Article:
Roger Marolt: Roger This
August 14, 2009
Lance Armstrong Day in Aspen? Give me a break. Better yet, give him a break.
So, our mayor comes up with the helmet-headed, hair-brained idea of designating one precious summer training day in Aspen, Colo., to the tribute of the 7-time Tour of France winner who happens to have moved to town last year. That was idiotic.
No, it was not ridiculous because Lance Armstrong is undeserving of the honor. It is ludicrous because I am certain that he doesn’t want it. I mean really; put yourself in his chamois for a moment. Remember, this guy won the most prestigious bicycling event in the world seven more times than all of the residents combined in Aspen’s entire history have. He came back this year after an extended retirement from the sport and placed third. Yes, that is a huge deal … to us.
Frankly, I doubt if Lance is so easily impressed. Say what you want about what an incredible accomplishment it was for this man to show in the Big Race at age 37 after not racing in France for four years, but I am guessing that he is steamed about it. I guarantee that, for him, standing on the lowest platform of the podium in Paris in July was more painful than all the mountain stages combined during the three preceding weeks.
Think about what made Armstrong so great. Is it his incredibly high VO2 max? Is it his naturally low heart rate? His abnormally powerful legs? Low body fat? The answers to these questions are: partially, somewhat, to a degree, and probably not; in that order. But, the thing we forget in discussing all of these incredible physical attributes of his is that more than a few of the top riders that he beat like oeufs in all of those Tours are similarly gifted. These traits merely put him in the game.
What made him legendary is his belief that third place stinks. Second place isn’t any better. To Lance Armstrong a silver medal in the battle against cancer wasn’t good enough. In life there is only winning and losing, nothing in between. Black and white. Cut and dried. That’s what we love about him! So, why put him through the ignominy of celebrating something less than what he’s content with?
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“Oh”, we mumble contritely now that we’ve dragged him into this stupid controversy about whether or not our town should honor him with his own special day. “Too bad we didn’t think of that earlier.”
People have argued vehemently why he deserves the honor: He’s the greatest cyclist in history! He’s an inspiration to cancer patients everywhere! He’s an Aspenite! Cycling is Aspen’s most popular summer sport! We love the color yellow! It will give tourists something to do besides splash around in the mall fountain! Others are just as adamant and vocal as to why he doesn’t deserve it: There are lots of famous people in Aspen who don’t get similar recognition! He’s only a part-time local! He’s cocky! He doesn’t pay ACRA dues! He’s a Texan!!!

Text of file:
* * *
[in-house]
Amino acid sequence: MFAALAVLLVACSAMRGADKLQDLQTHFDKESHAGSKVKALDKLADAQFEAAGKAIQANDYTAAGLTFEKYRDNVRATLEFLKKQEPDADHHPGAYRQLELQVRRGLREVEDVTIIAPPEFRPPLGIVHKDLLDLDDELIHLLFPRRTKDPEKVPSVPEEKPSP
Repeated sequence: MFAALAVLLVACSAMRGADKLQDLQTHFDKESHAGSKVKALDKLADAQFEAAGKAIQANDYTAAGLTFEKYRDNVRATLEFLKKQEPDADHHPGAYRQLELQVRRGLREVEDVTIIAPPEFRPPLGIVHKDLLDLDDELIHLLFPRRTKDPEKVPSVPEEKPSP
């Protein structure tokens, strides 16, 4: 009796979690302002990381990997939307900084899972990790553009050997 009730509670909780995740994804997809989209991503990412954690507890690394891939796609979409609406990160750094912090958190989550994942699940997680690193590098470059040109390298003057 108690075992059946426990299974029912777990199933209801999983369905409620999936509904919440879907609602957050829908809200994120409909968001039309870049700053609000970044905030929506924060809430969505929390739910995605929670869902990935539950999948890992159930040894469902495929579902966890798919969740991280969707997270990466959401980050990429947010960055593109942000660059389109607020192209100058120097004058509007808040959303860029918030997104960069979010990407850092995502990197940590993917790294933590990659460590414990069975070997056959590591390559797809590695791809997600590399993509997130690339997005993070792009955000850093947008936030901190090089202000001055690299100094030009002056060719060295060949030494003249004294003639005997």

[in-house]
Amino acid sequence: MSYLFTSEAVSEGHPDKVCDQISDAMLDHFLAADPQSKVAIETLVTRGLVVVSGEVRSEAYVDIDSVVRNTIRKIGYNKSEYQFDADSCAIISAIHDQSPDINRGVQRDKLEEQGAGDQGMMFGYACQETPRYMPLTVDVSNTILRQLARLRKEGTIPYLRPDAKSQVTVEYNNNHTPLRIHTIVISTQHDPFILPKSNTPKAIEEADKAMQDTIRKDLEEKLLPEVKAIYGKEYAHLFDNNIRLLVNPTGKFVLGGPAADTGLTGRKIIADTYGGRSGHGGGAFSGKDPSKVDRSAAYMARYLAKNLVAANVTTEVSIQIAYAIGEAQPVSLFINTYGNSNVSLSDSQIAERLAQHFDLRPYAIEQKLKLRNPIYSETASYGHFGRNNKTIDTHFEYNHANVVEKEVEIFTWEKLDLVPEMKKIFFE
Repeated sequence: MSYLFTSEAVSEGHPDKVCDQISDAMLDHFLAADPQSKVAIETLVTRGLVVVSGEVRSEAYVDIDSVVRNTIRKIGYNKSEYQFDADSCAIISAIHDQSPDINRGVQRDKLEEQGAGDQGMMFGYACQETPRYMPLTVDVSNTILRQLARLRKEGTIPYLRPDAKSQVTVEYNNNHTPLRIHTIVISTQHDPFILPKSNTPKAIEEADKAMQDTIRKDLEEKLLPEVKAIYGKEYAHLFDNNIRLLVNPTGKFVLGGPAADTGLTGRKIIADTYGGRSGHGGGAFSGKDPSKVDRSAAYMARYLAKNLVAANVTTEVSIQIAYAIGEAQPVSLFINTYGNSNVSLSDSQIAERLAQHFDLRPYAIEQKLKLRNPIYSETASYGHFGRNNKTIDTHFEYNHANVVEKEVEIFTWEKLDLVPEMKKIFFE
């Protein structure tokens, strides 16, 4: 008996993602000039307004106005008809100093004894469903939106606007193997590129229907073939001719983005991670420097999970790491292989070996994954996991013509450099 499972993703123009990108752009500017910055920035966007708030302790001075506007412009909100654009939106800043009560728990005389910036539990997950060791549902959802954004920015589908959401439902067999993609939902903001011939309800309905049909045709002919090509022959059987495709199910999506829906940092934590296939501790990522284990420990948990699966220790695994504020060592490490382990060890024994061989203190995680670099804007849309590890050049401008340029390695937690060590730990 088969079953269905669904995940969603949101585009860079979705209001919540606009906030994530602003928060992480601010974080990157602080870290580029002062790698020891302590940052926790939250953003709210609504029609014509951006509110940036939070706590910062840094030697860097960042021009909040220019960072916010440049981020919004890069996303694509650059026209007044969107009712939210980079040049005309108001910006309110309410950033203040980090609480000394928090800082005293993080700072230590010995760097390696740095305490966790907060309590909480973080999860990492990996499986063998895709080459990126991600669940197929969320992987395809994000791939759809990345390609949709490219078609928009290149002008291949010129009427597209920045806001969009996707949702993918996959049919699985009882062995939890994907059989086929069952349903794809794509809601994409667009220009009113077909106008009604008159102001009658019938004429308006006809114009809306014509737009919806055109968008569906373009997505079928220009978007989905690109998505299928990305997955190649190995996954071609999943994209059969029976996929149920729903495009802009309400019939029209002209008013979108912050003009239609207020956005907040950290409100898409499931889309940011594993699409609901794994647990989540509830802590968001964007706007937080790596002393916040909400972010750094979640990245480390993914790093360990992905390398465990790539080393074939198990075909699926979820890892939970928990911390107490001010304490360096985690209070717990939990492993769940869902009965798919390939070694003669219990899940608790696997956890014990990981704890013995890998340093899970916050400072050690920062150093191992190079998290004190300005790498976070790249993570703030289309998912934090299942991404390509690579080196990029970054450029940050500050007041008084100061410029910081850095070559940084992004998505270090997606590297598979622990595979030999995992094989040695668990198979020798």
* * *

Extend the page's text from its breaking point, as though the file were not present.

The mayor started this whole silly escapade. Other City Council members have gone on record about it. The county commissioners have debated it in their regular meeting. The Aspen Times printed an editorial. They’re talking about it at the Main Street Bakery joiners’ table. I’m talking about it here!
For Pete’s sake. We’re treating this man like The Entrance to Aspen debate or the Burlingame Employee Housing fiasco. We have demeaned Lance’s local existence to that of the question over Toni Kronberg’s residency status. All he wanted to do was move here for the beautiful surroundings, the awesome training, and the camaraderie with the fitness-minded local population.
Whatever favorable impression we may have made on Lance over the past year or so has to be in jeopardy. Suddenly our nice manners are gone and there’s oil cloth on the table. What we have feared all along is happening. Lance is being exposed to the real Aspen – the place where nothing can be left alone. None of us should be surprised if he suddenly tests positive for having a Lake Tahoe realtor on his speed dial.
Now, I’m guessing that no matter how this thing turns out, Lance is gentleman enough to stand tall in the corner that we’ve painted him into. He’ll smile, wave, shake a few of our hands and tell us once again how nice we are and how much he loves this town. Remember, the guy can endure extreme suffering.
The thing I really hope is that the next time something like this happens, it doesn’t happen. Proclaimed days of honor in small towns belong to kids who win state spelling bees or return little old ladies’ lost purses to the police station with every dime accounted for. International stars that win international awards and who are recognized in every nook and cranny of this planet need a parade down Main Street Aspen like they need a pinch-flat in the last kilometer of a time trial.
We have embarrassed ourselves enough in this matter, and worse yet we have undoubtedly embarrassed the person we hoped to honor. Let’s drop the whole thing before it gets any uglier and simply honor Lance in the ways that made him love our town to begin with – Let’s go for a ride. If we happen to see Lance, we’ll give a quick wave and watch him pass by. If not, it’ll be just another great spin up to the Bells.
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